Dental health during pregnancy
Dental health is the health of your gums and teeth. It’s an important part of your overall health.
Some studies show a link between periodontitis (a gum disease) and premature birth (birth before 37 weeks of pregnancy) and low birthweight (less than 5 pounds, 8 ounces). Taking good care of your gums and teeth during pregnancy can help you and your baby be healthy.
Pregnancy changes in your body can affect your gums and teeth. During pregnancy, you have more blood flowing through your body, more acid in your mouth and rising hormone levels. Hormones are chemicals made by the body.
These changes mean that you’re more likely to have some dental health problems during pregnancy than you did before you got pregnant. These problems include:
- Gingivitis. This is when you have red, swollen or sore gums. Your gums may bleed when you brush your teeth. High levels of the hormone progesterone can lead to gingivitis during pregnancy. Without treatment, gingivitis can become a serious gum disease called periodontitis.
- Loose teeth. High levels of the hormones progesterone and estrogen during pregnancy can affect the tissues and bones that keep your teeth in place.This can make your teeth loose.
- Periodontitis. This is a serious gum disease. It happens when there’s swelling and infection in the gums and bones that keep your teeth in place. This can make your teeth loose.
- Pregnancy tumors. These tumors are not cancer. They are lumps that form on swollen gums, usually in between teeth. This can cause bleeding. The tumors may be caused by having too much plaque (sticky bacteria that forms on teeth). Pregnancy tumors usually go away on their own. But you may need to have them removed by surgery sometime after you give birth.
- Tooth decay. This is when acids in your mouth break down a tooth’s enamel. Enamel is the hard, outer layer of a tooth. Because you have more acid in your mouth than usual during pregnancy, you’re more likely to have tooth decay. If you have morning sickness and throw up often, you have even more acid in your mouth.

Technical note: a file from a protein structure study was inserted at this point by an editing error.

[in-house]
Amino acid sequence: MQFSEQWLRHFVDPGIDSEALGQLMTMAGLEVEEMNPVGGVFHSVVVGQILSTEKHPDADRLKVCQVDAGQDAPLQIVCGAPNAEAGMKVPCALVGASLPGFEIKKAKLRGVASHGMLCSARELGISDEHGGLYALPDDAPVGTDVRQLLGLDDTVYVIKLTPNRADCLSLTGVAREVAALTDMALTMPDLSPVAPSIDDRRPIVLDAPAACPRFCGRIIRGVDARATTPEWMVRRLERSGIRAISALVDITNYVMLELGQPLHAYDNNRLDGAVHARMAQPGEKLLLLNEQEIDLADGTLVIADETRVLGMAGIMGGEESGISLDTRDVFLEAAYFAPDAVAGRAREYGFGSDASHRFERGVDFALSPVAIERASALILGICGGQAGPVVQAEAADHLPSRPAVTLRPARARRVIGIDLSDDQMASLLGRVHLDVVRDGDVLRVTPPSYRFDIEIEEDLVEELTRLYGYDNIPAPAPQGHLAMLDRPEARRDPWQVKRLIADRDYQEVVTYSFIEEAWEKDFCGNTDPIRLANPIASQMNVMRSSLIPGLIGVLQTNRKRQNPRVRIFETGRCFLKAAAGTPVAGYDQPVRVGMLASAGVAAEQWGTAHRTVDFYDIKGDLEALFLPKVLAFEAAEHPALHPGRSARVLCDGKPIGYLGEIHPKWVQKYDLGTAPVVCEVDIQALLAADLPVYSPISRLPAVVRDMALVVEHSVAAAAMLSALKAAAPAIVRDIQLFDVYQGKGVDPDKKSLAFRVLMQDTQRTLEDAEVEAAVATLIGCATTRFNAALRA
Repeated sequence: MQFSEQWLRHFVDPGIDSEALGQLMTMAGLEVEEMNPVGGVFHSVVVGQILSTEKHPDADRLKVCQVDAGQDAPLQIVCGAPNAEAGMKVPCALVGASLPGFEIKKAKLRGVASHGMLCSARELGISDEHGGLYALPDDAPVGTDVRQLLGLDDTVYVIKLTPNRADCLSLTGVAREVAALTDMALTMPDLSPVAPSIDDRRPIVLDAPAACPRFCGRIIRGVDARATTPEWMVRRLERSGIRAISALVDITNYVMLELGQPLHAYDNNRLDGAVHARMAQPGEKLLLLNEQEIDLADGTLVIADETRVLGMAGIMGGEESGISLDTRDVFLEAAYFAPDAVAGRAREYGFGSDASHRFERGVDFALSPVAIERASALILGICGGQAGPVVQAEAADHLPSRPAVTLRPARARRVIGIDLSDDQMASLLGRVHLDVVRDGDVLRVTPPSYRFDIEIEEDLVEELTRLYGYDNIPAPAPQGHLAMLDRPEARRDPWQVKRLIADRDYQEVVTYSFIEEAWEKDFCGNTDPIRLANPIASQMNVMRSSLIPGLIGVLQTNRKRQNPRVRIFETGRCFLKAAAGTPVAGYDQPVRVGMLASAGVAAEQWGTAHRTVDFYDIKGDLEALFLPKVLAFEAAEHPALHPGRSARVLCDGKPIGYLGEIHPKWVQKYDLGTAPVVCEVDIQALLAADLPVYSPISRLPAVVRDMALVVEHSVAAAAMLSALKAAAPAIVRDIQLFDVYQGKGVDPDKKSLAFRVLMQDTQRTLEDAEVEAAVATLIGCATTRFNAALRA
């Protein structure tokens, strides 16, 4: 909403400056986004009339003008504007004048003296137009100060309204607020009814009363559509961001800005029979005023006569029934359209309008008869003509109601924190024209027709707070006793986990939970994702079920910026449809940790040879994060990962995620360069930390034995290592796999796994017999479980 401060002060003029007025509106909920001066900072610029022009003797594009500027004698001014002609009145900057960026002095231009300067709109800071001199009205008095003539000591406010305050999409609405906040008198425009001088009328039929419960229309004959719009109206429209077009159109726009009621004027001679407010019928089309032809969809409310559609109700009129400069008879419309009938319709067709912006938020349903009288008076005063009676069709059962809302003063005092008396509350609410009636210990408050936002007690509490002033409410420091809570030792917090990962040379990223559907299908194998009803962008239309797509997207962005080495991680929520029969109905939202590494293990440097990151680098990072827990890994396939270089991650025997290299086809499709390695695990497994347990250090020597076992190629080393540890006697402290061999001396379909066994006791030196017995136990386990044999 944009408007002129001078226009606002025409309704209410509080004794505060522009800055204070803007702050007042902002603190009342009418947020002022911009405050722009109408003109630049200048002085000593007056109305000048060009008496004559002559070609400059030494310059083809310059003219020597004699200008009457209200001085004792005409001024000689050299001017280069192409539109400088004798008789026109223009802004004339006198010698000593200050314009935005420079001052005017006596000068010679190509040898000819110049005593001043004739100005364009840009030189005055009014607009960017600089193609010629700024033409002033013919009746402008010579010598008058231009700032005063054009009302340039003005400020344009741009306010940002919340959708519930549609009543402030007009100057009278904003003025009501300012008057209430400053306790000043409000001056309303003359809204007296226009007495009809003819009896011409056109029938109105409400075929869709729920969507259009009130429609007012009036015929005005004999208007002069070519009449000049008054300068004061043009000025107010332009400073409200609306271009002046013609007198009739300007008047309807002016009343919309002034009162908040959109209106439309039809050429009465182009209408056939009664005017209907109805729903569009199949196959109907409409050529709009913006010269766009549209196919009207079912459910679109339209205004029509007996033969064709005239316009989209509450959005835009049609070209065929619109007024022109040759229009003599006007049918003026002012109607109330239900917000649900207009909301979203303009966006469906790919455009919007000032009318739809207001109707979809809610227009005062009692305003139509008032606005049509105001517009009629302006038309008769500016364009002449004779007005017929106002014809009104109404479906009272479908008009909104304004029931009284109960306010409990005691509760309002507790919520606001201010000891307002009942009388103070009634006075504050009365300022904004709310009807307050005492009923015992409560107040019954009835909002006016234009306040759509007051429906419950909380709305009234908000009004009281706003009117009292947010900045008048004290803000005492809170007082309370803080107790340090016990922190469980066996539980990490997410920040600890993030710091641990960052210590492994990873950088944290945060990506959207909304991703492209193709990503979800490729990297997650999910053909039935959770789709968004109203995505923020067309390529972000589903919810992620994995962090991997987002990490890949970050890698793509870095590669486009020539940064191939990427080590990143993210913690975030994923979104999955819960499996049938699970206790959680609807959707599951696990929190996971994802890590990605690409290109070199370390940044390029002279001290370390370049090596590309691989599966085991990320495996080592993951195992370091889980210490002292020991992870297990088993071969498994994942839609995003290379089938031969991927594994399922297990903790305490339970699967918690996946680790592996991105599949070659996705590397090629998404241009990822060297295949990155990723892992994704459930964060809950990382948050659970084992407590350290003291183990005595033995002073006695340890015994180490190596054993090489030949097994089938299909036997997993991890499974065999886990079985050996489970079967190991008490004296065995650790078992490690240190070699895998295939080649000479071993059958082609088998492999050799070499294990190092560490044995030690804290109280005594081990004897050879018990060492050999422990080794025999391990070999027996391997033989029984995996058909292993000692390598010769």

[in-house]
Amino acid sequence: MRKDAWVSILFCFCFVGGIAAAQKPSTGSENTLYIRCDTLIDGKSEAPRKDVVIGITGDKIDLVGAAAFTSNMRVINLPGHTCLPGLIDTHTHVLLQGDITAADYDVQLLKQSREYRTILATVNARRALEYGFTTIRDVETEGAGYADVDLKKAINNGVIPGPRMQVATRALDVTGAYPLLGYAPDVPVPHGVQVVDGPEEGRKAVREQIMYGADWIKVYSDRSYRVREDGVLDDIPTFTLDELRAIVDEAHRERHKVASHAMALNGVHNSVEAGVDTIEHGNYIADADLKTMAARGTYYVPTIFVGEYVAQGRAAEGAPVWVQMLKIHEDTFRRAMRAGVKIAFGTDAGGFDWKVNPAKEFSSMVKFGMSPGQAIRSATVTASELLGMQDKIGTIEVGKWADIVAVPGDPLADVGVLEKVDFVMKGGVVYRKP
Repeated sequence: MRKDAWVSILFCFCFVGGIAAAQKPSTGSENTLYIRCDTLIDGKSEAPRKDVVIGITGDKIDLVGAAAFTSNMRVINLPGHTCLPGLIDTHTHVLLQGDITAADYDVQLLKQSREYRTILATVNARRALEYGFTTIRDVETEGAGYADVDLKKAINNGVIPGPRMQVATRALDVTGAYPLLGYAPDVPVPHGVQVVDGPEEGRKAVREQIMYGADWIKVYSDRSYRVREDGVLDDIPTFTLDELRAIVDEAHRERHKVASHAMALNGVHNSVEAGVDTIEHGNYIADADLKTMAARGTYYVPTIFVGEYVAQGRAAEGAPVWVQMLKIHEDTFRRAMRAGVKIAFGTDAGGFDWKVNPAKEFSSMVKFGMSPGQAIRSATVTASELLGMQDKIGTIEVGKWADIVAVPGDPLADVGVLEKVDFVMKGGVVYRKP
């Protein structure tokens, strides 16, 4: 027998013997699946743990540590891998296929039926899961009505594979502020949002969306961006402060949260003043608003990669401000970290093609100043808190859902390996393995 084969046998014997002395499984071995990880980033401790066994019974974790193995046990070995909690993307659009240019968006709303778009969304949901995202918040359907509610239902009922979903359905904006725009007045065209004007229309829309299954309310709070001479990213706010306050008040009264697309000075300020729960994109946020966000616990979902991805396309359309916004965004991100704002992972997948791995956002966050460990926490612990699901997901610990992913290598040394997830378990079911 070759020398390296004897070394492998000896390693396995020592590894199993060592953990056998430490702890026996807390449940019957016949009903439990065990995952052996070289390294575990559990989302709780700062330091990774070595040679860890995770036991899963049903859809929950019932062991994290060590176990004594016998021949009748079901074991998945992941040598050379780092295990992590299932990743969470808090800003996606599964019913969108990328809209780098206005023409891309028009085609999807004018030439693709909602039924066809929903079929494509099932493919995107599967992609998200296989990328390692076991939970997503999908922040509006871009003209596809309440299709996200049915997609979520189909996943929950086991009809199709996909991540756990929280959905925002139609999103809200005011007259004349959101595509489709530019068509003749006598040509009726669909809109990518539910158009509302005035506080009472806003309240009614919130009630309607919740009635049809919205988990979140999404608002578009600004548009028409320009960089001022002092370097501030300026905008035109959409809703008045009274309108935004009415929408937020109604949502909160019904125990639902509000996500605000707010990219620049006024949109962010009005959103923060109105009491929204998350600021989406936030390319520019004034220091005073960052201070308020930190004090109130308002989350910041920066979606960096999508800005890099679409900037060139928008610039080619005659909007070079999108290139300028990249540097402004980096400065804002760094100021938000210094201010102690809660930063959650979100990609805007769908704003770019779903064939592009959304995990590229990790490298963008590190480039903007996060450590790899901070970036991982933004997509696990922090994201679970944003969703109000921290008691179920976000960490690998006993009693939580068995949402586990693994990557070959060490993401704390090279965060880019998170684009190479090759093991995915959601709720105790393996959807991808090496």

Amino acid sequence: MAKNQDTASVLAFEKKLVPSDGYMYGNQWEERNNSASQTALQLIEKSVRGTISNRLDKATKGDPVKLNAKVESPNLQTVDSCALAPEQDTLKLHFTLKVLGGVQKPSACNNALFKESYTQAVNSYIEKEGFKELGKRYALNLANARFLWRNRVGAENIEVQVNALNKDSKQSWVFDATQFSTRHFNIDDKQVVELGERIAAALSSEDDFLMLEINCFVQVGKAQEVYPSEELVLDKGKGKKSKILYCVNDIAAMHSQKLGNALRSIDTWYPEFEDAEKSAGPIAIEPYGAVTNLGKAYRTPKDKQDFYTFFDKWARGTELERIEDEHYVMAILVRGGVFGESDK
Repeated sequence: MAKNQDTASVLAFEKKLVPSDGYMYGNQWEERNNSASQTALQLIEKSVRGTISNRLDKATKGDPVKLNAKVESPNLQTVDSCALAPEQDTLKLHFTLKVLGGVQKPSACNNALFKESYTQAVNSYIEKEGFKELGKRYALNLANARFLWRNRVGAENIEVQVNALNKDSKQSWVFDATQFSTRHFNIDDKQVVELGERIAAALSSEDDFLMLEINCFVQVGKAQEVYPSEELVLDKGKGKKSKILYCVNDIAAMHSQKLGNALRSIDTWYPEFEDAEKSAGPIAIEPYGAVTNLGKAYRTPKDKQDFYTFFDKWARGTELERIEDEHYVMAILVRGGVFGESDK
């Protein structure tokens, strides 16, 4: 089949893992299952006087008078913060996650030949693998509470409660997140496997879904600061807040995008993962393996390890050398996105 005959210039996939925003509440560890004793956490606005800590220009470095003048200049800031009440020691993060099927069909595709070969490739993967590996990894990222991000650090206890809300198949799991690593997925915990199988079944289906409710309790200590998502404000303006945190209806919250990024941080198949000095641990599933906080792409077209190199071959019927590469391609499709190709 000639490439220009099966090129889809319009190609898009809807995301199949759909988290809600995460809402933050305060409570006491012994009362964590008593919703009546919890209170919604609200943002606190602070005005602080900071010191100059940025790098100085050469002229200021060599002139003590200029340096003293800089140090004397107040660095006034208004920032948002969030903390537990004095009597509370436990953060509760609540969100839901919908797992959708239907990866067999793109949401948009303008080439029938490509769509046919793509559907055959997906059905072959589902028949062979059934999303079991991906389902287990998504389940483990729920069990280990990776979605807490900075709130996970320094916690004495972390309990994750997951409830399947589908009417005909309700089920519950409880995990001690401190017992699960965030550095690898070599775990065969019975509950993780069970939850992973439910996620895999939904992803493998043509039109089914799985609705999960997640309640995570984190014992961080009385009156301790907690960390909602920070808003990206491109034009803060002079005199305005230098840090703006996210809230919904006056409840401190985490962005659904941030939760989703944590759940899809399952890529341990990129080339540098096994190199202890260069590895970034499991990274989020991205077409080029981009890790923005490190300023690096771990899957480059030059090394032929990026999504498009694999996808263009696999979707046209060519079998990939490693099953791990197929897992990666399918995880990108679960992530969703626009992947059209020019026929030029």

- Tooth loss. If you have serious tooth decay or gum disease, your teeth may fall out Or your dentist may need to remove your teeth.
Signs and symptoms include:
- Bad breath
- Gums that hurt when they’re touched, or gums that bleed when you brush your teeth
- Loose teeth
- Mouth sores, lumps or other growths
- Red or red-purple gums
- Shiny, sore or swollen gums
- Toothache or other pain
Call your dentist if you have any of these signs or symptoms.
You may notice a problem with your teeth or gums, or your dentist may find one during a regular dental checkup.
Get regular dental checkups before and during pregnancy. If you haven’t been to the dentist recently, see your dentist early in pregnancy. At your checkup, tell your dentist that you’re pregnant and about any prescription or over-the-counter medicines you take. If you’re not pregnant yet, tell your dentist you’re planning to get pregnant.
Dental checkups during pregnancy are important so that your dentist can find and treat dental problems. Regular teeth cleanings also help prevent tooth decay. If you have any problems, your dentist can recommend treatment during pregnancy or after you give birth.
If you have a dental problem, your dentist may take an X-ray. An X-ray is a medical test that uses radiation to make a picture of your body on film. Dental X-rays can show problems, like cavities, signs of plaque under your gums or bone loss in your mouth. Dental X-rays use very small amounts of radiation. But make sure your provider knows you’re pregnant and protects you with a lead apron and collar that wraps around your neck. This helps keep your body and your baby safe.
The kind of dental treatment you get depends on the problem that you have, and how far along you are in your pregnancy.
You may just need a really good teeth cleaning from your dentist. Or you may need surgery in your mouth. Your dentist can safely treat many problems during pregnancy. But he may tell you it’s better to wait until after birth for some treatments.
Your dentist may avoid treating some problems in the first trimester of pregnancy because this is an important time in your baby’s growth and development. Your dentist also may suggest postponing some dental treatments during pregnancy if you’ve had a miscarriage in the past, or if you’re at higher risk of miscarriage than other women. Miscarriage is when a baby dies in the womb before 20 weeks of pregnancy.